Monday, December 29, 2014

AMAZING SPIDER-MAN #629

"WITH GREATER POWER..."
Writer: Roger Stern | Artist: Lee Weeks
Color Artist: Dean White | Color Assist: Matt Hollingsworth
Letterer: VC'S Joe Carmanga | Assistant Editor: Tom Brennan | Editor: Stephen Wacker
Executive Editor: Tom Brevoort | Editor-in-Chief: Joe Quesada
Publisher: Dan Buckley | Executive Producer: Alan Fine
Web-Heads: Gale, Kelly, Slott, Van Lente, Waid & Wells

The Plot: As Captain Universe confronts Spider-Man and Juggernaut, an earthquake hits. Spider-Man realizes that the Uni-Power has taken control of Captain Universe so that he can repair damage done to the fault lines beneath New York caused by Juggernaut's escape from the concrete in which Spider-Man had buried him years before. When Captain Universe's vendetta against Juggernaut proves more important to him than accomplishing his mission, the Uni-Force deserts him and possesses Juggernaut instead.

Juggernaut imprisons Spider-Man and William Nguyen, the former Captain Universe host, in an energy sphere, then heads beneath Manhattan to fix the fault line. Meanwhile, Spider-Man uses some ingenuity to get William and himself out of their makeshift prison. But Juggernaut arrives immediately after to finish off William. Spider-Man convinces Juggernaut to spare the young man, and the Uni-Power leaves Juggernaut after he agrees to do so. Juggernaut departs.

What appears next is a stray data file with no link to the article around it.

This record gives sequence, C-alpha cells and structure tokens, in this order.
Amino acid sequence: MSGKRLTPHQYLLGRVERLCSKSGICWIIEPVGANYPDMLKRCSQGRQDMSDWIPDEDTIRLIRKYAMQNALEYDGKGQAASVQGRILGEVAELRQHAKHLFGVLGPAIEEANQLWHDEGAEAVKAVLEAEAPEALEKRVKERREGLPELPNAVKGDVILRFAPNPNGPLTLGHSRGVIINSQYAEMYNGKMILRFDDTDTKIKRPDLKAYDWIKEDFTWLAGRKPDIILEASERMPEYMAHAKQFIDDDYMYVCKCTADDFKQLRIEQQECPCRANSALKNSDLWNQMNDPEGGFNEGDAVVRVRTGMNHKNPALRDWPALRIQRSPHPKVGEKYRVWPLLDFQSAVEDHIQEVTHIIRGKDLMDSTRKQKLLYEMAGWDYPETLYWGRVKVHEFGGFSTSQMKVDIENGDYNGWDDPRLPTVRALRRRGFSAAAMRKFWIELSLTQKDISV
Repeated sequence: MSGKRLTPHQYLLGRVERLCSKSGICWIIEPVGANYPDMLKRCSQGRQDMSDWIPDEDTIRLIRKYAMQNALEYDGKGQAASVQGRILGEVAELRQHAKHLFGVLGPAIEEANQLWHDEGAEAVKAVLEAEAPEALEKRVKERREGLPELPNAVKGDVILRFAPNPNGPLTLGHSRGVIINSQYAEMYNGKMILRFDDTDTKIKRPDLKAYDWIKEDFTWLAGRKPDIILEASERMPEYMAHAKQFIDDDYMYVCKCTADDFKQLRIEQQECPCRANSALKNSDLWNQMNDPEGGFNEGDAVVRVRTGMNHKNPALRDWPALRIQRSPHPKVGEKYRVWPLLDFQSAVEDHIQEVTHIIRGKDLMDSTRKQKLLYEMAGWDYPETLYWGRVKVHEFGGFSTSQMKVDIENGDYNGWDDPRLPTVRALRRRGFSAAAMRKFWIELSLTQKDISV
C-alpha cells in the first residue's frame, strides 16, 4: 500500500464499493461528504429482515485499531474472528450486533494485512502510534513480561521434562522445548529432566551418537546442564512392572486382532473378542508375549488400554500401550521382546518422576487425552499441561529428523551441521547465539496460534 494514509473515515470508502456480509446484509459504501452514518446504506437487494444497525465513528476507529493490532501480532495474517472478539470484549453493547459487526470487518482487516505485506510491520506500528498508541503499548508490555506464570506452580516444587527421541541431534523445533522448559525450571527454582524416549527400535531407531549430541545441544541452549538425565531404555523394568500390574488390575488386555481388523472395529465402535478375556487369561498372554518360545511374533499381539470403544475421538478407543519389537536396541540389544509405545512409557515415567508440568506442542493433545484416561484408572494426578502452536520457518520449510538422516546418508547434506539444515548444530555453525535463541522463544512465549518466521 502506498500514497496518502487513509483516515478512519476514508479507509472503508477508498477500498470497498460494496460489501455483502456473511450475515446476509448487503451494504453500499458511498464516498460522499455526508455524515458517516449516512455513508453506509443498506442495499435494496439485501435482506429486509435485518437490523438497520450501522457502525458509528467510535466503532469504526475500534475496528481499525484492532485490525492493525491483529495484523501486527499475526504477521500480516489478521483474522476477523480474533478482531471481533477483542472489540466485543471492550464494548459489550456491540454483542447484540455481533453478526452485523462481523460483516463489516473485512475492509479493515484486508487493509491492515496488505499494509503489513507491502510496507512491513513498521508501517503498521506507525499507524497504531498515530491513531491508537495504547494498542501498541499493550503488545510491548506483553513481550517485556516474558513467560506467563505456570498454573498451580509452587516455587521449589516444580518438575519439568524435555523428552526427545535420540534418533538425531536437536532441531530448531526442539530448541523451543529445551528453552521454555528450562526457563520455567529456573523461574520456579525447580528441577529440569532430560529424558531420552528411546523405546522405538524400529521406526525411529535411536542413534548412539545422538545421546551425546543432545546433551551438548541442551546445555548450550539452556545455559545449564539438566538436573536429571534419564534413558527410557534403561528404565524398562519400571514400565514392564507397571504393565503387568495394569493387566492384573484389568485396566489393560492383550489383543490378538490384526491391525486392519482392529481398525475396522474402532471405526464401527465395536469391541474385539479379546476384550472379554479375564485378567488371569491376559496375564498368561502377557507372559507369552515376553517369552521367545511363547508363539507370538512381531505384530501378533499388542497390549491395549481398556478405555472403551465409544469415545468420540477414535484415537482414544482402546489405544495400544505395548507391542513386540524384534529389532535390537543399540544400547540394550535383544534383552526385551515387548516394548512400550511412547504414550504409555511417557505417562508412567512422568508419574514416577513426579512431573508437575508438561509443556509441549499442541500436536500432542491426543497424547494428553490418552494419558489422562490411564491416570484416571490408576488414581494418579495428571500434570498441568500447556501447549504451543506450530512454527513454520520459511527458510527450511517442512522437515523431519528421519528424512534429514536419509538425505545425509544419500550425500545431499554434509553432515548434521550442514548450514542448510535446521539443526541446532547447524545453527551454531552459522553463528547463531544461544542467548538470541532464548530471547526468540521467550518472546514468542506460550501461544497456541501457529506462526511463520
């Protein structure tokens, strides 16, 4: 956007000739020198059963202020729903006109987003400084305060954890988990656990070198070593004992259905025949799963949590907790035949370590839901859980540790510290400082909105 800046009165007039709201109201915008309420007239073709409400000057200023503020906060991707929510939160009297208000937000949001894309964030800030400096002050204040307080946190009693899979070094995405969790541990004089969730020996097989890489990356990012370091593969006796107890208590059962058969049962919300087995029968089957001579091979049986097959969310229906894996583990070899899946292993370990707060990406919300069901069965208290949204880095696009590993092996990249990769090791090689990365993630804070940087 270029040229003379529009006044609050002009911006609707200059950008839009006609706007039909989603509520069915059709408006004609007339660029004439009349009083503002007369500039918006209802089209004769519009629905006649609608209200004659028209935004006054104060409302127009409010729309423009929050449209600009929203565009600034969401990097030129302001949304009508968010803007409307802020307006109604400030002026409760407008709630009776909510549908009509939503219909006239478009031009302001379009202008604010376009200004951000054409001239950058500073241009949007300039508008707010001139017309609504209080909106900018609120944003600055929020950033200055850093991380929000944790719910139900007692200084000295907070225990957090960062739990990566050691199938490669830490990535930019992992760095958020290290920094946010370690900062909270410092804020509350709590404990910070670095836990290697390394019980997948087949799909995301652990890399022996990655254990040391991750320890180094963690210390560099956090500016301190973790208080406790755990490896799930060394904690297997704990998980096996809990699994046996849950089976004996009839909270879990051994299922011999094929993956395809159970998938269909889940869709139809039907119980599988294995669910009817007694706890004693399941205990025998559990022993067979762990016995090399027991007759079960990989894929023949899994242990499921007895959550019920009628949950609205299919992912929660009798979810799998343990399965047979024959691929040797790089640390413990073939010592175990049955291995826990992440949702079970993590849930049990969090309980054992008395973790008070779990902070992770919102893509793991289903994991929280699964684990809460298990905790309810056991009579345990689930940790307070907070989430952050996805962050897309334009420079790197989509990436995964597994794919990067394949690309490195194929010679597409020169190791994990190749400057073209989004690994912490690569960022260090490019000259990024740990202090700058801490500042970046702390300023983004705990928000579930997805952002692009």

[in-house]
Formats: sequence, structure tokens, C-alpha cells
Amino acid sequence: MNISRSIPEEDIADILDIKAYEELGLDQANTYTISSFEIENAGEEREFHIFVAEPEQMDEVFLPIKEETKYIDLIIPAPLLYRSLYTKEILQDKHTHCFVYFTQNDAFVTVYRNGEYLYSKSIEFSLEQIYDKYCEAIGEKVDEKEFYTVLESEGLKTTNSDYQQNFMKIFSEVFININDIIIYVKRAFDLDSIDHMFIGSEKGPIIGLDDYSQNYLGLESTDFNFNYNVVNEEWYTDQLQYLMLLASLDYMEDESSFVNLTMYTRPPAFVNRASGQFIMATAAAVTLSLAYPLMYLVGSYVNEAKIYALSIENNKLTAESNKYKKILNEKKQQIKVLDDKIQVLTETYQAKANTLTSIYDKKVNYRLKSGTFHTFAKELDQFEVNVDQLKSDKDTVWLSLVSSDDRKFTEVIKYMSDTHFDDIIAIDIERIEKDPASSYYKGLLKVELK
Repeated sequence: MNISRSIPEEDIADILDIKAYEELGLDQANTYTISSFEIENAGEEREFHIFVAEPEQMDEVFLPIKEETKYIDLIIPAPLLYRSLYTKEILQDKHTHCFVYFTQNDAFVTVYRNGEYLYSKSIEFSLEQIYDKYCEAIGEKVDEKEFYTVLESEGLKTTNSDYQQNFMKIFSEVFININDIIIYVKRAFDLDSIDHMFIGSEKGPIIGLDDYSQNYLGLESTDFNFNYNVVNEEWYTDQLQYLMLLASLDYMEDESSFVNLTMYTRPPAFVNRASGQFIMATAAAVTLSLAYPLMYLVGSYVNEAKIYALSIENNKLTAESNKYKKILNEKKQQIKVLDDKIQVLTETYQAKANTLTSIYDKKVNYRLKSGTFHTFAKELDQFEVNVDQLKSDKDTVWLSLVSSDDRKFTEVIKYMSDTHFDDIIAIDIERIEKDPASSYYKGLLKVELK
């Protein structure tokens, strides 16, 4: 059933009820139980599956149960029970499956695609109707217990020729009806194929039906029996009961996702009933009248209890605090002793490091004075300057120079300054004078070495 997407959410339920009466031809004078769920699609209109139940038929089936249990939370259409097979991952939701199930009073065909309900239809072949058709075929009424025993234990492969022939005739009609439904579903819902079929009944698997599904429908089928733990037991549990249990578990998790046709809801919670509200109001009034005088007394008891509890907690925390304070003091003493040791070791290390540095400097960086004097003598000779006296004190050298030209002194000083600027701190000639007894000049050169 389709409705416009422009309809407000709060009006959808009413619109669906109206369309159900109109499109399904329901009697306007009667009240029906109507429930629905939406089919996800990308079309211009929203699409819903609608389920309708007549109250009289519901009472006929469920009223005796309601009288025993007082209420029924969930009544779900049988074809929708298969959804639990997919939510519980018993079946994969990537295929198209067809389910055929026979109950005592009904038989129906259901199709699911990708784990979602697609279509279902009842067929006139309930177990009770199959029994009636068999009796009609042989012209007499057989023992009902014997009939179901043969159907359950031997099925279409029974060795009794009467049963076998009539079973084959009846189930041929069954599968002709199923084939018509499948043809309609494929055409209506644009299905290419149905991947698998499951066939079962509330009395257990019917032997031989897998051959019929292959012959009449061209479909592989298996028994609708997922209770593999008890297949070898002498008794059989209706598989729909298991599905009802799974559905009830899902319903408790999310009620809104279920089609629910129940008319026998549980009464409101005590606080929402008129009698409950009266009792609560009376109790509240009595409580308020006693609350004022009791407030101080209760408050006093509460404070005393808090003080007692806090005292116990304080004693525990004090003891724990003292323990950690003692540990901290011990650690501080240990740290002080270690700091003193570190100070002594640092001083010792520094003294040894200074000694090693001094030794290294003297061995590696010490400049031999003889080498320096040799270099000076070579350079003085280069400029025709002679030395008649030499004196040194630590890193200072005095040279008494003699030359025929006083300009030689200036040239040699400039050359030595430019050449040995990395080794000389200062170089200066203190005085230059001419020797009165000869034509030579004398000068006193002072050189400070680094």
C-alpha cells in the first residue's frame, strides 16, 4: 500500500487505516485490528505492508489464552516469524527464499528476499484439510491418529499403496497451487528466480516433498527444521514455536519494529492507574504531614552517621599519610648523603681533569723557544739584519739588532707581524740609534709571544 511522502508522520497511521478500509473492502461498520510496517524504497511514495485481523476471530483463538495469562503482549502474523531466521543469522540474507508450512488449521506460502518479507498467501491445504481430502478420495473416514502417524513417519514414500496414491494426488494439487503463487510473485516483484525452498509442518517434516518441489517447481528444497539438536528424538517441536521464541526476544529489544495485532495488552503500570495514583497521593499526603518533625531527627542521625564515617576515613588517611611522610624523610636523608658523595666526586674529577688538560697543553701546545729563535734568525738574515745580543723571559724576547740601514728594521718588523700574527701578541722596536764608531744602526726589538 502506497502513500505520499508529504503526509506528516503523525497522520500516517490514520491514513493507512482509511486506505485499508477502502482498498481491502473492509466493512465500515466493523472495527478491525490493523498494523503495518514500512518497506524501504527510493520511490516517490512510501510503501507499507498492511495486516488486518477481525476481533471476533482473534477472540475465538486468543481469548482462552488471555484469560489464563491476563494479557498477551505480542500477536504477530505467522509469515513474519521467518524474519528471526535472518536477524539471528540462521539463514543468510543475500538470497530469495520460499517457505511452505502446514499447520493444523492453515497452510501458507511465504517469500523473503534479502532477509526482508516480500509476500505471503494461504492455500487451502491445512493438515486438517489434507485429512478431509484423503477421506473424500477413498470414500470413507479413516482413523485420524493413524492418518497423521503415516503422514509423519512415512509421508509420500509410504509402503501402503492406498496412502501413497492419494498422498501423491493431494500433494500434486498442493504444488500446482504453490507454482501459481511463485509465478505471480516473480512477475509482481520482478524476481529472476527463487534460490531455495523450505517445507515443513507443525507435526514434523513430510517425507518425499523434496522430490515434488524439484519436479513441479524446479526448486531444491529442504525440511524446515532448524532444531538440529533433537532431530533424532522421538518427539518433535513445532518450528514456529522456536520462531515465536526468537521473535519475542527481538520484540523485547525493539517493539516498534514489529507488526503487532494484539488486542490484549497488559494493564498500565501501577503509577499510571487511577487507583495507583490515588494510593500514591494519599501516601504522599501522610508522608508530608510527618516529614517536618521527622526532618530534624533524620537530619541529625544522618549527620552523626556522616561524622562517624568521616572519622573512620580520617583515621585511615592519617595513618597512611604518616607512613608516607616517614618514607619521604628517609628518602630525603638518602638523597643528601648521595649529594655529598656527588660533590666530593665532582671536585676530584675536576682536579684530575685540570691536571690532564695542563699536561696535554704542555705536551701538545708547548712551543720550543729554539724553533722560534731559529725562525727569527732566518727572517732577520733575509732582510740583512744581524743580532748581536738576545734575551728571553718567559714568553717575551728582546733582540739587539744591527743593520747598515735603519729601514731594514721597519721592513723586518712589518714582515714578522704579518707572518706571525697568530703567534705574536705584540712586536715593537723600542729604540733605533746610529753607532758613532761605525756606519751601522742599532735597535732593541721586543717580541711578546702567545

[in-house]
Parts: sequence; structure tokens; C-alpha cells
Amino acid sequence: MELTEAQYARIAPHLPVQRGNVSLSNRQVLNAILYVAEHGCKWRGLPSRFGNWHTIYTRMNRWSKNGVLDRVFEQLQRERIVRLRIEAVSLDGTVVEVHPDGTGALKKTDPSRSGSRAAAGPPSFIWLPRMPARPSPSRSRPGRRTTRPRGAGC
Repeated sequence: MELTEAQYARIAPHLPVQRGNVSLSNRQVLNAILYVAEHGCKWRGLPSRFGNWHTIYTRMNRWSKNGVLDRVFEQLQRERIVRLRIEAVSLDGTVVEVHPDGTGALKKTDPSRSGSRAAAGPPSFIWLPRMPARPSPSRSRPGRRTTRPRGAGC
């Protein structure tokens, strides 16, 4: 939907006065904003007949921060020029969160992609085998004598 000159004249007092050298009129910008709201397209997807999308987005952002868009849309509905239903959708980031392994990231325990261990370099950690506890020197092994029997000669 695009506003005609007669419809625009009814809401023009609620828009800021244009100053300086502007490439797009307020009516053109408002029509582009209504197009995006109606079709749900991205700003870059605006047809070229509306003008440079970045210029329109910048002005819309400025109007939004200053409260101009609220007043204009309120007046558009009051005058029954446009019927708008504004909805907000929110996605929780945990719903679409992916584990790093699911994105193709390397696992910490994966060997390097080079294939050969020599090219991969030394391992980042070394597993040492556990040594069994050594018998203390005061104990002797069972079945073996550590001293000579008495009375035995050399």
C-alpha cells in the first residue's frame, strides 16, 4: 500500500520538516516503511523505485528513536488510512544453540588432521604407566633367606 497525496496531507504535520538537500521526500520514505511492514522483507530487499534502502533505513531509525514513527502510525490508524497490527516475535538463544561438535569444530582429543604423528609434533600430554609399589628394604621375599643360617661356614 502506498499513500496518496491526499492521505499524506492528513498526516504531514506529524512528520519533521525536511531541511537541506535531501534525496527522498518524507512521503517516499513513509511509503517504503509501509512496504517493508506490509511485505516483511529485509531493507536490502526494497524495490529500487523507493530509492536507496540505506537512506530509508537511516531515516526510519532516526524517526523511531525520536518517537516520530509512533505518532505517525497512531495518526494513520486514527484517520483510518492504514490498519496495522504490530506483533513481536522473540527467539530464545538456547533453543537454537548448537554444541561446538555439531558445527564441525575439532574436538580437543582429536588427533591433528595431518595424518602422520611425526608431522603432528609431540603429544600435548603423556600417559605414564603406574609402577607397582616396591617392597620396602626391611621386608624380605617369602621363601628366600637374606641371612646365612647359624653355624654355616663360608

A few weeks later, William has become a minor celebrity, having written a book about his experiences with Juggernaut and the Uni-Force.

The Sub-Plots: None, other than Peter having another date with Carlie Cooper as the story ends.

Continuity Notes: The earthquake at the issue's start is referenced as "another" quake, but I don't recall seeing any others prior to it.

William explains his grudge against Juggernaut: he worked for a financial firm circa AMAZING SPIDER-MAN 229 and 230, and following Juggernaut walking through the company's office in an attempt to shake Spider-Man off his back during the course of that story, William was laid off. He lost his girlfriend as a result and began to work menial jobs, then eventually spiraled into depression. But the Uni-Force possessed him just before he could take his own life.